Cincinnati and Dayton, Ohio Radon Testing Services
Radon is a Silent, Odorless KillerHaving your home tested could save your life. It is estimated that one out of every 15 homes in America have elevated Radon Gas levels. All homes in Dayton, Ohio should have a Radon Test.
- Have your home tested for Radon.
- Fix your home if your radon level is 4 picocuries per liter, or pCi/L, or higher.
- Radon levels less than 4 pCi/L still pose a risk, and in many cases may be reduced.
Radon is a cancer-causing, radioactive gas.
You can’t see radon. And you can’t smell it or taste it. But it may be a problem in your home.
Radon is estimated to cause many thousands of deaths each year. That’s because when you breathe air containing radon, you can get lung cancer. In fact, the Surgeon General has warned that radon is the second leading cause of lung cancer in the United States today. Only smoking causes more lung cancer deaths. If you smoke and your home has high radon levels, your risk of lung cancer is especially high.
Radon can be found all over the U.S.
Radon comes from the natural (radioactive) breakdown of uranium in soil, rock and water and gets into the air you breathe. Radon can be found all over the U.S. It can get into any type of building — homes, offices, and schools — and result in a high indoor radon level. But you and your family are most likely to get your greatest exposure at home, where you spend most of your time.
You should test for radon.
Testing is the only way to know if you and your family are at risk from radon. EPA and the Surgeon General recommend testing all homes below the third floor for radon. EPA also recommends testing in schools. All homes in the Dayton, Ohio area should have a Radon Test.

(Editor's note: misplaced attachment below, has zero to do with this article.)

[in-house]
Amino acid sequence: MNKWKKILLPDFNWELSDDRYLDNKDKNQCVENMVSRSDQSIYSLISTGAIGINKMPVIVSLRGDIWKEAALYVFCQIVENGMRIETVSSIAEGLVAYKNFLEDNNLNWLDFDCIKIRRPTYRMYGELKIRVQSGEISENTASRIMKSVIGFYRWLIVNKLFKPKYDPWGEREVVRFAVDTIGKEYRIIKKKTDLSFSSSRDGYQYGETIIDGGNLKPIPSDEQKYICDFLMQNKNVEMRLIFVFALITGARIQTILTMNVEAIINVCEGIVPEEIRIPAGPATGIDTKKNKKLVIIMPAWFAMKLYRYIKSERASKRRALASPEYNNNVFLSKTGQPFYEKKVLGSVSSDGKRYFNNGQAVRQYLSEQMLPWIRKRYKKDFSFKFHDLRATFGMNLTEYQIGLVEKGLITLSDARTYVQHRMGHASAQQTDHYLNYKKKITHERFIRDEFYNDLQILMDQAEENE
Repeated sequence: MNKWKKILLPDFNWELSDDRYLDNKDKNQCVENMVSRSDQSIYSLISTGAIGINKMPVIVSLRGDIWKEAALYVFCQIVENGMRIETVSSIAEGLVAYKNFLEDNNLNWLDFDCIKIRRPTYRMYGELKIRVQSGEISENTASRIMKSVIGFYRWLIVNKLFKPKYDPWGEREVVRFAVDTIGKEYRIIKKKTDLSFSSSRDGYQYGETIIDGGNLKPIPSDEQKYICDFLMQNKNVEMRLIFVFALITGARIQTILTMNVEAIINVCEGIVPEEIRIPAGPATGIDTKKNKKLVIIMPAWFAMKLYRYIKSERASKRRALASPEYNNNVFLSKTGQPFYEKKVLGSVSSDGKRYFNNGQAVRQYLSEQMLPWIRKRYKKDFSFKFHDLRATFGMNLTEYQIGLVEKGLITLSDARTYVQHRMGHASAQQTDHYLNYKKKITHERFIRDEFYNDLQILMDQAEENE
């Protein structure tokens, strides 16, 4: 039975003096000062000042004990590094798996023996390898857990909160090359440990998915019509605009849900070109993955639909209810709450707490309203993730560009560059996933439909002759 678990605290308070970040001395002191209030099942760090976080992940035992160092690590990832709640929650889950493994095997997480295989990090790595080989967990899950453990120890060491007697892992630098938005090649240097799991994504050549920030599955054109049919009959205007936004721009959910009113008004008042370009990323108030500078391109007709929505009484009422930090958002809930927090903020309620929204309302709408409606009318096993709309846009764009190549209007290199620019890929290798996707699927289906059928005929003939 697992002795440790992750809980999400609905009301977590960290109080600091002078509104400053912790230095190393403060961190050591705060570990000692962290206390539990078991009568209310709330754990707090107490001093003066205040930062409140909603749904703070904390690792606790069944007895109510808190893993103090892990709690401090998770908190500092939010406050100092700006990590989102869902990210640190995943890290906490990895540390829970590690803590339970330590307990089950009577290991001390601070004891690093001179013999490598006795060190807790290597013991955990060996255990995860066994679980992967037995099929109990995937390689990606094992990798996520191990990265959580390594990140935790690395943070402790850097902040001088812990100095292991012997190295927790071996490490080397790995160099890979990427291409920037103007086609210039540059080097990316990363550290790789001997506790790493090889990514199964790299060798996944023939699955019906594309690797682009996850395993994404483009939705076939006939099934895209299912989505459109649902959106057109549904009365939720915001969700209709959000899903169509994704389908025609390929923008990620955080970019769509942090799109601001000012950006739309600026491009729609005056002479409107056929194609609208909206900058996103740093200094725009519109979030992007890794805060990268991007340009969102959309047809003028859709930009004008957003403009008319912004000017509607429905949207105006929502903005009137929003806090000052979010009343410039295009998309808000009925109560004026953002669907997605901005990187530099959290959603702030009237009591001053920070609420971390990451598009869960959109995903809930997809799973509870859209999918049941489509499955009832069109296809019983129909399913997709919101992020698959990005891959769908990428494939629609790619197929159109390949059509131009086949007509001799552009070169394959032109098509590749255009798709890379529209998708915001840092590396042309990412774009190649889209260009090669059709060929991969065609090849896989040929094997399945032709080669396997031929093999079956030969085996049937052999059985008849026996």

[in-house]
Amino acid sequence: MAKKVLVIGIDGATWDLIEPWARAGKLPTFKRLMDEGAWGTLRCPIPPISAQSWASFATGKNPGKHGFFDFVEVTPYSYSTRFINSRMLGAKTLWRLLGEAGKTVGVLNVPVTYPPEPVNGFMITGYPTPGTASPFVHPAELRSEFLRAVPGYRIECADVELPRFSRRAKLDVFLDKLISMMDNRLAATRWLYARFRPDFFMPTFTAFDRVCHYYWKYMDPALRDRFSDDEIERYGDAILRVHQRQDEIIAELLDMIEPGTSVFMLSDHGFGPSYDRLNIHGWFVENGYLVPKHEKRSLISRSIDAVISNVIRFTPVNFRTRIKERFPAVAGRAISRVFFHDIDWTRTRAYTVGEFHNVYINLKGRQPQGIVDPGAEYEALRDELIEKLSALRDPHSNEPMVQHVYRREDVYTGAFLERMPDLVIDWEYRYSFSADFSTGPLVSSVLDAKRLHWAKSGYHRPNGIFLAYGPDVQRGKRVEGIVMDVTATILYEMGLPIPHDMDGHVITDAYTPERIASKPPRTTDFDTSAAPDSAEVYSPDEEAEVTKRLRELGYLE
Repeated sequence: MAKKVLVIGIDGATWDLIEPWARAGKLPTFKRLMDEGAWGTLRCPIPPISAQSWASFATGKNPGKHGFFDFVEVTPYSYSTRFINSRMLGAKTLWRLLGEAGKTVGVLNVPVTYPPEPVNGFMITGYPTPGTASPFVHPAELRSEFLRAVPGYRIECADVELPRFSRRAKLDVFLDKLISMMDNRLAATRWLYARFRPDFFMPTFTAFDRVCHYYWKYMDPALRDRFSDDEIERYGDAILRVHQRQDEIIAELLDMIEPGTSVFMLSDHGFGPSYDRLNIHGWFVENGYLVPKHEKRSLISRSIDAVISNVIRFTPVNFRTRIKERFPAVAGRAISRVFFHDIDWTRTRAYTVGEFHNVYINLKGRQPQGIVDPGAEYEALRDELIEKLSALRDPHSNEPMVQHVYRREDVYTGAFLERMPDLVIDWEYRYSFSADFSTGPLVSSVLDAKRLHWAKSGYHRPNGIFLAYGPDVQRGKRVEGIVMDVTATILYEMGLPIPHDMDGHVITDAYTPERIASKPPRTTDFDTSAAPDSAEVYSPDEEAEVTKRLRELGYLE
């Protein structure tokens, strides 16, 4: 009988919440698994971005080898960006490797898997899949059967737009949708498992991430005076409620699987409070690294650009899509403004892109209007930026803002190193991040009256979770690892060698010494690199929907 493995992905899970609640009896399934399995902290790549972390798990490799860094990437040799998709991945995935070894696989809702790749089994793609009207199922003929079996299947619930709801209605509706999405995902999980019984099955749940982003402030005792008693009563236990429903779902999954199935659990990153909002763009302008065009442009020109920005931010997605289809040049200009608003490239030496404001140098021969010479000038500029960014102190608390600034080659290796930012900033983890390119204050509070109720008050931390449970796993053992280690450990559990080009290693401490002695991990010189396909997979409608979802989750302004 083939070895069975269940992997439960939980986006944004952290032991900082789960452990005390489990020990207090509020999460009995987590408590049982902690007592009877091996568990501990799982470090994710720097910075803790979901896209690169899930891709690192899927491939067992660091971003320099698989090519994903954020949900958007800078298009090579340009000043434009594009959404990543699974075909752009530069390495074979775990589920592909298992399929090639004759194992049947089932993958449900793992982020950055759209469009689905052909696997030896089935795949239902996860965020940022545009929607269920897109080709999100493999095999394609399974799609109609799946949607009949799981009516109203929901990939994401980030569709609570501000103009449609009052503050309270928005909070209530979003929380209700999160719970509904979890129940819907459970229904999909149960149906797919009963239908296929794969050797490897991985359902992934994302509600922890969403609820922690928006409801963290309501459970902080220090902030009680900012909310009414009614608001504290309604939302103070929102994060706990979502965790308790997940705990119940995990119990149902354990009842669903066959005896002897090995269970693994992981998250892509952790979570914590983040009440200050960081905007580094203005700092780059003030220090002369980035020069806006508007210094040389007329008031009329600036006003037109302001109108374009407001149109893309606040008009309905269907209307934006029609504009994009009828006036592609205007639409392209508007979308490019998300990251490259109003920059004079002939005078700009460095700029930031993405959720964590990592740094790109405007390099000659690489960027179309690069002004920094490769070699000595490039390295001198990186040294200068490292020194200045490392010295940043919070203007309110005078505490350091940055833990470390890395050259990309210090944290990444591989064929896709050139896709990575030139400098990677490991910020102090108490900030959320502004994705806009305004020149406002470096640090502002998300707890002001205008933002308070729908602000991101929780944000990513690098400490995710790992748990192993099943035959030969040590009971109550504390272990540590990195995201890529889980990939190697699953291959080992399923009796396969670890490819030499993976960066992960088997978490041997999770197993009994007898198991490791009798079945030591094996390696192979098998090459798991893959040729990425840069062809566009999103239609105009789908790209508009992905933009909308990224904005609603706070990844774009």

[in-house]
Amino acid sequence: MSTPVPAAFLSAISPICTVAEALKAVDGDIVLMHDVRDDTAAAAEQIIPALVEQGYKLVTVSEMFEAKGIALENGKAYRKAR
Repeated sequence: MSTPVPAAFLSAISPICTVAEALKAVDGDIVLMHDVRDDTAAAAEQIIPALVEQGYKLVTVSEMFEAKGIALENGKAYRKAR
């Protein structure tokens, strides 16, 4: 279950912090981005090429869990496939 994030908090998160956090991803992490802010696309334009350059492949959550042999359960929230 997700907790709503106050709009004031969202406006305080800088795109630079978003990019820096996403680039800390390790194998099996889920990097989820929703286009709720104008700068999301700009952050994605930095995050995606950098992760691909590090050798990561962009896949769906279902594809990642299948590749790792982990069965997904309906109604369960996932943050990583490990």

You can fix a radon problem.
Radon reduction systems work and they are not too costly. Some radon reduction systems can reduce radon levels in your home by up to 99%. Even very high levels can be reduced to acceptable levels.
How Does Radon Get Into Your Home?
Any home may have a radon problem
Radon is a radioactive gas. It comes from the natural decay of uranium that is found in nearly all soils. It typically moves up through the ground to the air above and into your home through cracks and other holes in the foundation. Your home traps radon inside, where it can build up. Any home may have a radon problem. This means new and old homes, well-sealed and drafty homes, and homes with or without basements.
Radon from soil gas is the main cause of radon problems. Sometimes radon enters the home through well water (see “Radon in Water” below). In a small number of homes, the building materials can give off radon, too. However, building materials rarely cause radon problems by themselves.
How does Radon enter a home?
- Cracks in solid floors
- Construction joints
- Cracks in walls
- Gaps in suspended floors
- Gaps around service pipes
- Cavities inside walls
- The water supply